State of Texas: Long shot candidates face challenges

AUSTIN (KXAN) – Mike Collier knows he has a tough road ahead. “I know how steep this hill is, because I’ve run up once before,” Collier said before a campaign event in Austin last week. He’s a Democrat, trying to defeat Texas Lt. Governor Dan Patrick in the 2018 election.

Patrick has held his position since 2015 after he beat three-term incumbent David Dewhurst. He currently has more than $17 million saved up for his re-election campaign. Collier has less than $2 million.

At his campaign events, Collier touts plans to cut property taxes and fund public education. “You can’t talk about schools without talking about property taxes. You can’t talk about property taxes without talking about schools,” he said before his Austin event. Collier emphasizes that he’s analyzed the numbers from an accountant’s perspective. He touted that same perspective in his failed 2014 bid for State Comptroller.

Patrick Svitek, a reporter with The Texas Tribune, contends that Patrick’s polarizing stance on certain issues and low approval ratings among Texans could work in Collier’s favor although his chances of winning are low.

“He has the benefit in some ways of running against Dan Patrick who, perhaps more than any other statewide Republican official in Texas, is tied to some of the most polarizing recent policy proposals that have been put forward including the bathroom bill,” said Svitek in regard to Patrick’s support of HB2, the bathroom bill. “In terms of running against someone who has a strong opposition to him, [Collier] has that going for him but I do think it’s an uphill battle. He faces all the structural challenges that Democrats do running statewide in Texas.”

Another long shot candidate is showing more success in his bid to unseat a powerful Republican incumbent. Democrat Beto O’Rourke, a Congressman from El Paso, is challenging Sen. Ted Cruz. O’Rourke has earned support and drawn donors since announcing his bid.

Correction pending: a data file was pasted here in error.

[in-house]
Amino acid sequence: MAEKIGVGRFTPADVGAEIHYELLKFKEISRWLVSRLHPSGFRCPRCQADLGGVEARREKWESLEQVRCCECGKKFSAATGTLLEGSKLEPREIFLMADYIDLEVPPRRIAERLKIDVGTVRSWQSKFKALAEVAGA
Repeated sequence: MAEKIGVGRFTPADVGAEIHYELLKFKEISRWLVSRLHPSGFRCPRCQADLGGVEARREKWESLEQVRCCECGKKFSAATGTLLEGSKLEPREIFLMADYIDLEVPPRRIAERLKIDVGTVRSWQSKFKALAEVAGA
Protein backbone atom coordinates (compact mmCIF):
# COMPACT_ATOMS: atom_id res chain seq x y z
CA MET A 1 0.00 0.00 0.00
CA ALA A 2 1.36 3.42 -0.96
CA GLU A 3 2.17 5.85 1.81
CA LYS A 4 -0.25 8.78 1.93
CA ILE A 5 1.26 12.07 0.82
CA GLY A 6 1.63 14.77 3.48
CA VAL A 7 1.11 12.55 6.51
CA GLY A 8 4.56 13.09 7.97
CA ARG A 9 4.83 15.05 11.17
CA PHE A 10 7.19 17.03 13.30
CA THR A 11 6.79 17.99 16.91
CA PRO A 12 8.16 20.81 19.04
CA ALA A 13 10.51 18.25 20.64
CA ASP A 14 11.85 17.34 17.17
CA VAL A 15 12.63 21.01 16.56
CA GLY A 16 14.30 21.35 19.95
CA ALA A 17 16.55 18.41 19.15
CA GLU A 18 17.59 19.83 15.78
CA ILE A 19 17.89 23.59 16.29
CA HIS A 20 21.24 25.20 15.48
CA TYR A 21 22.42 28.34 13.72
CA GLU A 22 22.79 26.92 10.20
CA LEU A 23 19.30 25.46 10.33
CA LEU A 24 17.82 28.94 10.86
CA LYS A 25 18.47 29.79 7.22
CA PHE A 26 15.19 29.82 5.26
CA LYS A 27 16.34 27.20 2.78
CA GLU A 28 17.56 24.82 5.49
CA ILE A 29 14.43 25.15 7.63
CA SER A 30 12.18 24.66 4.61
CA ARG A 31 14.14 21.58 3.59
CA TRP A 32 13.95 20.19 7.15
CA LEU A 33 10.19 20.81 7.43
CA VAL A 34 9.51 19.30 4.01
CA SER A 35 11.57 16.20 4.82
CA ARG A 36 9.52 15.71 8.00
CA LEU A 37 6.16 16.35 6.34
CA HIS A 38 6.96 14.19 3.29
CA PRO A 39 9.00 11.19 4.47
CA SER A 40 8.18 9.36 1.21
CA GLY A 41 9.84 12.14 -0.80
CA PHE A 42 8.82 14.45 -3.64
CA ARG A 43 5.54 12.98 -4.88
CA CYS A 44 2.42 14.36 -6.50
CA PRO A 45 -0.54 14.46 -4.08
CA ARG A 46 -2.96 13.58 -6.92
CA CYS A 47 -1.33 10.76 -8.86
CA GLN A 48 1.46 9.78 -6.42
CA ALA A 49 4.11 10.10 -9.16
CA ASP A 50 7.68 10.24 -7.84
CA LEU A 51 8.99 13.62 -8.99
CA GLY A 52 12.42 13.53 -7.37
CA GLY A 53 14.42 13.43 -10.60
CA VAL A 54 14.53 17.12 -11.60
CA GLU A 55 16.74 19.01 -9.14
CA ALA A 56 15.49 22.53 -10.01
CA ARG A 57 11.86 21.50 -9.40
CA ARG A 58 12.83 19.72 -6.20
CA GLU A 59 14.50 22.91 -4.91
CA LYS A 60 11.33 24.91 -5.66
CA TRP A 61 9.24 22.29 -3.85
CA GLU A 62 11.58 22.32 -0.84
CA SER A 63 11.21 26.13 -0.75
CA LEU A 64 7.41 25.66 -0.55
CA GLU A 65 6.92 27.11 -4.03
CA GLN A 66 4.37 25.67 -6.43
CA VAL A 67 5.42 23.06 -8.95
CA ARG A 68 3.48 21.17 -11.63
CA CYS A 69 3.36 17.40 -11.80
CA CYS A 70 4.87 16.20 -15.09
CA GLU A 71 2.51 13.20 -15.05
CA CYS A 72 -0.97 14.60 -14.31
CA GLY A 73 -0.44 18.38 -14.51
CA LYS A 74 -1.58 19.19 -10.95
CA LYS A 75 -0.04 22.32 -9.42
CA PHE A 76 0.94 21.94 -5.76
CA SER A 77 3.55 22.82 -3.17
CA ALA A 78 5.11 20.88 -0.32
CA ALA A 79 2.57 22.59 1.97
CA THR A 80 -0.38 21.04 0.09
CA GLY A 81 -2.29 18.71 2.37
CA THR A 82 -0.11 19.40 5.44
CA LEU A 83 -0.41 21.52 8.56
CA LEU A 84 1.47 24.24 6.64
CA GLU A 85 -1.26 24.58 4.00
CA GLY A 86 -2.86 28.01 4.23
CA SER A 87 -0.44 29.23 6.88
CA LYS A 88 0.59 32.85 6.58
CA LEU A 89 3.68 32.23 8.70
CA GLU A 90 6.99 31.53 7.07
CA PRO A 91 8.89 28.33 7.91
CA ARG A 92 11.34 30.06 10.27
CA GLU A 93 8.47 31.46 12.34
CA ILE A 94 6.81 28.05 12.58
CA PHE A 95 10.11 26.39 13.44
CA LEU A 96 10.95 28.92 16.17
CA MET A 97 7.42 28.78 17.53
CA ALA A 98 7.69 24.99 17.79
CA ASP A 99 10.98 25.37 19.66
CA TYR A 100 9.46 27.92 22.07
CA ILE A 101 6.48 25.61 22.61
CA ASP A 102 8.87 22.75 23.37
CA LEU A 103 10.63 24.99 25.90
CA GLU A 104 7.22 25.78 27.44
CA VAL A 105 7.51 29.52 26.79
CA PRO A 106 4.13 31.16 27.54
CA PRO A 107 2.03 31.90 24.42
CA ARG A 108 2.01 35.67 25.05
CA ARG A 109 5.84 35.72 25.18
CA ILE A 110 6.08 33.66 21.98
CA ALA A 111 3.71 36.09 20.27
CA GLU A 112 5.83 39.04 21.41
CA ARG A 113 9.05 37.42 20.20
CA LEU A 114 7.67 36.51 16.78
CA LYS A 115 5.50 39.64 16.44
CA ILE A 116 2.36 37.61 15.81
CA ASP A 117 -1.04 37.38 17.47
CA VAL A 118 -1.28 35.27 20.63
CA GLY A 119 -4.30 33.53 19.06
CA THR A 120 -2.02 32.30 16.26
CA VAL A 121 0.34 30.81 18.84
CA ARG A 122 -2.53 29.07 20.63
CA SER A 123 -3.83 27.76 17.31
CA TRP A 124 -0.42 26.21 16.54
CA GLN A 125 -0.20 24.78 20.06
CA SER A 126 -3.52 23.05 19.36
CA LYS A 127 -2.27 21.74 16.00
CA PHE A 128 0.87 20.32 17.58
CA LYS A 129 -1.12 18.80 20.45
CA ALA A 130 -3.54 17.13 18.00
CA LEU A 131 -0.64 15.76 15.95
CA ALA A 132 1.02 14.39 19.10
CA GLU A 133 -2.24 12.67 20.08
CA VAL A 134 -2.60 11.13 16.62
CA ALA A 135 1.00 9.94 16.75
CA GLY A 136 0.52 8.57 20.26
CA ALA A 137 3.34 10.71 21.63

O’Rourke outraised Cruz in the second quarter. But the incumbent reclaimed the lead in the third quarter raising $2 million to O’Rourke’s $1.7 million according to Svitek. Although Cruz garnered more financial support O’Rourke received around 7,000 more individual donations than Cruz did which shows that public interest is there for the 45-year-old Texan.

“You can’t beat somebody with nobody and Beto O’Rourke is a somebody. He’s a very attractive candidate. Unlike a string of Texas Republicans who ran on term limits and violated their pledges, he’s keeping those pledges on term limits,” explained Robert Garrett, Austin bureau reporter for The Dallas Morning News. “I think that gives him an entree with independents and people that will at least give him an audience.”

Although Cruz is one of the most prominent Republicans in the nation, Svitek and Garrett think that O’Rourke might be competitive.

“You should just note that the fundraising for [Cruz’s] re-election campaign is subject to different limits than it was for some of his super PAC fundraising during the presidential race,” said Svitek. “But, that number that he does have in the bank, you can make the argument that is somewhat low considering that he’s one of the most prominent Republicans in the entire country and he was the runner-up in his party’s presidential primary in 2016.”

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